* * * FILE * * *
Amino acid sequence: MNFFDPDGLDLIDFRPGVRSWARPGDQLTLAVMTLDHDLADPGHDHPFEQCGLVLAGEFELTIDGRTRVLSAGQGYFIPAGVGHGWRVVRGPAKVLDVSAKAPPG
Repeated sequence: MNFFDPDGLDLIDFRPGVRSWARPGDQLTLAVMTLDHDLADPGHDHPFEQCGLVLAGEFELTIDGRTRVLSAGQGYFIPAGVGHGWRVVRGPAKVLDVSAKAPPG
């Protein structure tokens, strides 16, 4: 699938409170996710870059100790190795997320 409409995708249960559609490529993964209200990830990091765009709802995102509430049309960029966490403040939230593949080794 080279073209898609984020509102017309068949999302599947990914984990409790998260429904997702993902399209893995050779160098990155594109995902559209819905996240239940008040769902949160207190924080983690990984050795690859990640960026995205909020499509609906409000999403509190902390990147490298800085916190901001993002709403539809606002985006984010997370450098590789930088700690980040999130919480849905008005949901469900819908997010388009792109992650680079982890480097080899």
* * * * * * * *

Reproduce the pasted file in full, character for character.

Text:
Amino acid sequence: MNFFDPDGLDLIDFRPGVRSWARPGDQLTLAVMTLDHDLADPGHDHPFEQCGLVLAGEFELTIDGRTRVLSAGQGYFIPAGVGHGWRVVRGPAKVLDVSAKAPPG
Repeated sequence: MNFFDPDGLDLIDFRPGVRSWARPGDQLTLAVMTLDHDLADPGHDHPFEQCGLVLAGEFELTIDGRTRVLSAGQGYFIPAGVGHGWRVVRGPAKVLDVSAKAPPG
């Protein structure tokens, strides 16, 4: 699938409170996710870059100790190795997320 409409995708249960559609490529993964209200990830990091765009709802995102509430049309960029966490403040939230593949080794 080279073209898609984020509102017309068949999302599947990914984990409790998260429904997702993902399209893995050779160098990155594109995902559209819905996240239940008040769902949160207190924080983690990984050795690859990640960026995205909020499509609906409000999403509190902390990147490298800085916190901001993002709403539809606002985006984010997370450098590789930088700690980040999130919480849905008005949901469900819908997010388009792109992650680079982890480097080899």